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Document Type

Open Access Dissertation

Degree Name

Doctor of Philosophy (PhD)

Degree Program

Electrical and Computer Engineering

Year Degree Awarded

Fall 2014

First Advisor

Prof. Dennis Goeckel

Second Advisor

Prof. Patrick Kelly

Third Advisor

Prof. Hossein Pishro-Nik

Fourth Advisor

Prof. Don Towsley

Subject Categories

Digital Communications and Networking | Systems and Communications


This thesis work is concerned with communication in large random wireless ad hoc networks. We mathematically model the wireless network as a collection of randomly located nodes, and explore how its performance scales as the network size increases. In particular, we study three important properties: broadcasting ability, rate of information exchange, and secret communication capability. In addition, we study connectivity properties of large random graphs in a more general context, where the graph does not necessarily represent a wireless communication network.

Broadcasting, i.e., delivering a message from a single node to the entire network in a wireless ad hoc network can be achieved by nodes acting as relays. However, due to the random placement of nodes, broadcasting gets more difficult as the network size increases. We study how a stronger form of cooperation where nodes coordinate and transmit at the same time to increase their collective transmit range can improve broadcast ability. We show that, in this case, broadcast performance strongly depends on the type of wireless medium, in particular how fast the signal strength decays with distance. Specifically, we establish that, with increasing network size, broadcast probability goes to zero unless the attenuation in the medium is lower than a certain critical threshold. We consider the case of a wireless ad hoc network that is supported by base stations to improve data rate, which is referred to as a hybrid network. Although the availability of base stations may improve the throughput between the wireless nodes by providing access to an overlaid high-speed wired network, this improvement does not necessarily bring a scaling advantage as the network gets larger. Motivated by work which suggests the capacity increase depends on at what rate the number of base stations scales in comparison to the number of wireless nodes, we study the ultimate constraints on the capacity of hybrid networks. In particular, we prove upper bounds on the capacity scaling benefit the base stations can provide and also show constructions that achieve these bounds in some cases.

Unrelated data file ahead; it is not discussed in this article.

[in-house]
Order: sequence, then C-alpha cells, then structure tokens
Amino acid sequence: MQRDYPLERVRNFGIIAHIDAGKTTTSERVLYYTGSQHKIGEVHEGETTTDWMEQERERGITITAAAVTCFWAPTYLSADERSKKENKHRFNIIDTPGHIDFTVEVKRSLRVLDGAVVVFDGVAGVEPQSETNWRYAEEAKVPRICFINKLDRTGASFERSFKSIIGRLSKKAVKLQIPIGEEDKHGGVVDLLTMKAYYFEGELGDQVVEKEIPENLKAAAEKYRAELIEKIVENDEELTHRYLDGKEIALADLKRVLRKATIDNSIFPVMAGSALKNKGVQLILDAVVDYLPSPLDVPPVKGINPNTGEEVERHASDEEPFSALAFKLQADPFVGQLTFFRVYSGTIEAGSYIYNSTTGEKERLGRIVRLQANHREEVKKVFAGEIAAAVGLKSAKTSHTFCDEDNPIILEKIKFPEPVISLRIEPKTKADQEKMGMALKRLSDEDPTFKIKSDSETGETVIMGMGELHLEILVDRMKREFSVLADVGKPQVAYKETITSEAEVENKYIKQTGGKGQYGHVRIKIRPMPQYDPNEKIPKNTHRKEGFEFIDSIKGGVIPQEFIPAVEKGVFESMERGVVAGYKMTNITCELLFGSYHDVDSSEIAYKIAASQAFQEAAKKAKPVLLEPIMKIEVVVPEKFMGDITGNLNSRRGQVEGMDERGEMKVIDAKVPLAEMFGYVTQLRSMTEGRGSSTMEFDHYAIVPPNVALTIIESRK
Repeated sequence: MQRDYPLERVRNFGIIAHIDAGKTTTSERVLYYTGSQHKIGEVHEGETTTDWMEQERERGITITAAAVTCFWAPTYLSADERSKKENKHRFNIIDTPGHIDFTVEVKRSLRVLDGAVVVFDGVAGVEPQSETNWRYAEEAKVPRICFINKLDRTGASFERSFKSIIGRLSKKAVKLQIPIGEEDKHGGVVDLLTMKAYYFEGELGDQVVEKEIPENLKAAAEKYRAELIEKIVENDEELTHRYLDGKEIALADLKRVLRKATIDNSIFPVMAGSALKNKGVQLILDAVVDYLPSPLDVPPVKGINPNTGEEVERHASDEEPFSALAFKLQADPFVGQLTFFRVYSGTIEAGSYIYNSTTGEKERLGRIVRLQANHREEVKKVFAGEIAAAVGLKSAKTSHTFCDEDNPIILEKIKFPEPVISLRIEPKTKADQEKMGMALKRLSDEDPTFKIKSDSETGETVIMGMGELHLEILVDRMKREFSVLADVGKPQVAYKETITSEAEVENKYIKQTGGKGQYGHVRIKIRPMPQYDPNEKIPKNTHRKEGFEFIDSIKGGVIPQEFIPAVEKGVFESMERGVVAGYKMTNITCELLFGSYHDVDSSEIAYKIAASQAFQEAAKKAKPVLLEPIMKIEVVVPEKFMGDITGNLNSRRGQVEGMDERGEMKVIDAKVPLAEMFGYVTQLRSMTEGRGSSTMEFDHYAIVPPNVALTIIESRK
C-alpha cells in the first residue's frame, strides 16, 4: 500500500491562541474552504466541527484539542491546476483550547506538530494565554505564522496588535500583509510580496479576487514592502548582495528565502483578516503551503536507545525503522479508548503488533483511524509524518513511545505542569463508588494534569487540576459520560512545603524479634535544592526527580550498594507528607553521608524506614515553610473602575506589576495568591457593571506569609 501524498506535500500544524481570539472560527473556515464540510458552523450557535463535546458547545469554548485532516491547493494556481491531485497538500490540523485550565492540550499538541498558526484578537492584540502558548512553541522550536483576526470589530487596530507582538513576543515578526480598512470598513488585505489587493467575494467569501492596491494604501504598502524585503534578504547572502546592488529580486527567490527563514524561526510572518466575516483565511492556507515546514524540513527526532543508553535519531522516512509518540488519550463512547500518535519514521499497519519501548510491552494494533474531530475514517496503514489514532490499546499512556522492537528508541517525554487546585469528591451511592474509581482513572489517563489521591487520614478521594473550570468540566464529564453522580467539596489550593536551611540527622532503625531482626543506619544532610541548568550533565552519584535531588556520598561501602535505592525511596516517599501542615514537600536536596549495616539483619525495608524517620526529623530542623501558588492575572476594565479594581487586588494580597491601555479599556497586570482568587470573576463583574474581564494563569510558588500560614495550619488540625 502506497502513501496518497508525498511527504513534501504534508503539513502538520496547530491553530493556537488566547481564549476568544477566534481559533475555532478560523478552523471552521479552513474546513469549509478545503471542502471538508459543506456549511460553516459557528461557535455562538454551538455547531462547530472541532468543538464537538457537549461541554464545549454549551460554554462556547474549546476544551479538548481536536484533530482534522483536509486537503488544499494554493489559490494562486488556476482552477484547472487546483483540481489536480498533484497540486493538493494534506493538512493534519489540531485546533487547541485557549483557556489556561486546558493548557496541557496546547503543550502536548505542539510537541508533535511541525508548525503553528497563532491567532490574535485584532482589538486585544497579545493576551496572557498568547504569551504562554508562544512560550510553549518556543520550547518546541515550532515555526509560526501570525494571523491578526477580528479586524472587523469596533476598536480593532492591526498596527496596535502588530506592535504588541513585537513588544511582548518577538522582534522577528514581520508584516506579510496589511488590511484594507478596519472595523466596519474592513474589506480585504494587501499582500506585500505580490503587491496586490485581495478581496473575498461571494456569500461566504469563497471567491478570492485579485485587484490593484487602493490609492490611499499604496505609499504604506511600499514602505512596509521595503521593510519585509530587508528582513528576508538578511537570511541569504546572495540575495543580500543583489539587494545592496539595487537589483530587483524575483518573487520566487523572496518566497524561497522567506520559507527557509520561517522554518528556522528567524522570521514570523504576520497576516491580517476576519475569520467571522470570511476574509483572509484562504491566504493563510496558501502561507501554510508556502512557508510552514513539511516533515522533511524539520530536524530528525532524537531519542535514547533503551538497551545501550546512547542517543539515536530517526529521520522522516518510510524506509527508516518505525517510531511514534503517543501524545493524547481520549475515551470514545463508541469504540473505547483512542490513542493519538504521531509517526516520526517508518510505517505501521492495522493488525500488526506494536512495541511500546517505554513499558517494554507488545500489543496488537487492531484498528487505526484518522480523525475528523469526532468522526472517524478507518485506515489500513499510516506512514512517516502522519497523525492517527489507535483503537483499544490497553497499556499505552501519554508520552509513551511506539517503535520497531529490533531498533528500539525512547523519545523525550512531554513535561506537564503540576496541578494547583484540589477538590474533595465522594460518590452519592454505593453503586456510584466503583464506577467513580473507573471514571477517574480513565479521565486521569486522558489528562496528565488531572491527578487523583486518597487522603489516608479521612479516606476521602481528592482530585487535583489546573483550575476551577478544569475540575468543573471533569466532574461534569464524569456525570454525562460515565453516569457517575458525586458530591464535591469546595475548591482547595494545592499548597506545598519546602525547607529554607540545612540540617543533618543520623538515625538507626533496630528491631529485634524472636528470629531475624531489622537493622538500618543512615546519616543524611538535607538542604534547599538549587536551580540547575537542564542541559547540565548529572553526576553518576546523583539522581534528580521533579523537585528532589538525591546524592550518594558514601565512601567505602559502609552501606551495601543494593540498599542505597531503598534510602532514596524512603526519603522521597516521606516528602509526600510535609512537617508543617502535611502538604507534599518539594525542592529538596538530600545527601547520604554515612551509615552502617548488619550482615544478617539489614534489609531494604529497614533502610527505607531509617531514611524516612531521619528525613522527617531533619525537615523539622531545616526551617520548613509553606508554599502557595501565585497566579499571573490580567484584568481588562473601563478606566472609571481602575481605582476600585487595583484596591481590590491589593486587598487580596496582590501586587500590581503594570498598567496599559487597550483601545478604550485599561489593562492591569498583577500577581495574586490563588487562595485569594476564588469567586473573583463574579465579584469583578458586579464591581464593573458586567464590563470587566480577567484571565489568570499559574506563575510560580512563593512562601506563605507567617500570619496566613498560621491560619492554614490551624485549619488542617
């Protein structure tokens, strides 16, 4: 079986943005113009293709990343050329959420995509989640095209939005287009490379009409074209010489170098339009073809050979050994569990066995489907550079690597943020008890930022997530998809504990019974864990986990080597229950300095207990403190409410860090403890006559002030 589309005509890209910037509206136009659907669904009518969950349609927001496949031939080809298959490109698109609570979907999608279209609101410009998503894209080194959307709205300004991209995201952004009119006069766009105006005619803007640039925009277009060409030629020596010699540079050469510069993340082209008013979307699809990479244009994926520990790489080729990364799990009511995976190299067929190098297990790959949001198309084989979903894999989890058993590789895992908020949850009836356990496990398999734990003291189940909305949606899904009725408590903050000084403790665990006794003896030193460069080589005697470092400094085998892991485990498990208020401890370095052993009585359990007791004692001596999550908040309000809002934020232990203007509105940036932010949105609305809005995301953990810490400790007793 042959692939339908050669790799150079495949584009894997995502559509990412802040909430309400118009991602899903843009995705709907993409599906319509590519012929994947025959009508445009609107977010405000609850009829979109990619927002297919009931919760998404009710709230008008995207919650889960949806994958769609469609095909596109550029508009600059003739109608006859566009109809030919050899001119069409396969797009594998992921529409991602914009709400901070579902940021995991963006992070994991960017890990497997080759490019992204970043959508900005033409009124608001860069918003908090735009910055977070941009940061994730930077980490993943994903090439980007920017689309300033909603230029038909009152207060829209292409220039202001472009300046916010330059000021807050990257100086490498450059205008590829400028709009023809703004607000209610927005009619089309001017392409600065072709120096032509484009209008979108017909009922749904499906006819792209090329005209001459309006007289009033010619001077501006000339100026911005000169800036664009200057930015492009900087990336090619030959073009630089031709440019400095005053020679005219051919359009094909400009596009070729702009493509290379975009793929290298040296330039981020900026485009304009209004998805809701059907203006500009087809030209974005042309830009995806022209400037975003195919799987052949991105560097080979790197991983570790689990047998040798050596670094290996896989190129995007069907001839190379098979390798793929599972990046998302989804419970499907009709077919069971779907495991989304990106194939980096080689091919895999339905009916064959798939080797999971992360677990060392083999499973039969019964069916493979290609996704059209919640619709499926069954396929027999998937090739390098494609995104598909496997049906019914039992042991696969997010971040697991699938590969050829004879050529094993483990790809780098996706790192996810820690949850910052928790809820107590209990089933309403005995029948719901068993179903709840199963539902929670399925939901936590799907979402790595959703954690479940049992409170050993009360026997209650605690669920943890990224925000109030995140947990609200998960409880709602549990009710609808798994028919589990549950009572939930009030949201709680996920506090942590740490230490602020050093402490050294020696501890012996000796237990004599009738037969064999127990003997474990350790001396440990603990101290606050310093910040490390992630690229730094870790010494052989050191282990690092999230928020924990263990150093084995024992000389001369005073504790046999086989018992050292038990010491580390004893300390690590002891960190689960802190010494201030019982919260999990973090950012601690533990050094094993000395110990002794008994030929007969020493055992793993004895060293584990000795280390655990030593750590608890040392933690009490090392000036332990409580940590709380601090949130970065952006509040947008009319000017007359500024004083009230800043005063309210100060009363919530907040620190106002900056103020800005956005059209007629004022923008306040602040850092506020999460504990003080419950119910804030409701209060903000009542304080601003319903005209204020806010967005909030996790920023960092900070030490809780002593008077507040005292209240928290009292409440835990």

We study secret communication capabilities of nodes in a large wireless ad hoc network that also includes eavesdropper nodes. Under an information-theoretic secrecy framework, we investigate whether nodes can exchange data while keeping bits secret from eavesdropper nodes without sacrificing on the data rate, and, most importantly, without location information about the eavesdroppers. We show that this is indeed possible by employing a combination of secret sharing, two-way communications and network coding, where nodes perform simple coding operations on messages instead of simply forwarding them.

Finally, motivated by the results in the theory of random graphs that facilitate the understanding of the behavior of large wireless networks, we study connectivity in general random graphs in more detail. In particular, we study the percolation phenomenon, which refers to the abrupt transition of connectivity in large random graphs from a combination of disconnected islands to a large cluster spanning the whole graph when a critical threshold on the randomness parameter is exceeded. We study the extension of this percolation behavior to the case of a multilayer graph, which is formed by merging different graphs on the same vertex set, each representing a different type of connection between vertices. A multilayer graph, in general, is better connected than its individual layers, as vertices can be connected through paths traversing many layers. We numerically calculate the critical connectivity level on each layer such that the multilayer graph transitions to a well-connected state, i.e., percolates. Furthermore, we study the exact asymptotic behavior of this critical percolation threshold as the number of layers increases.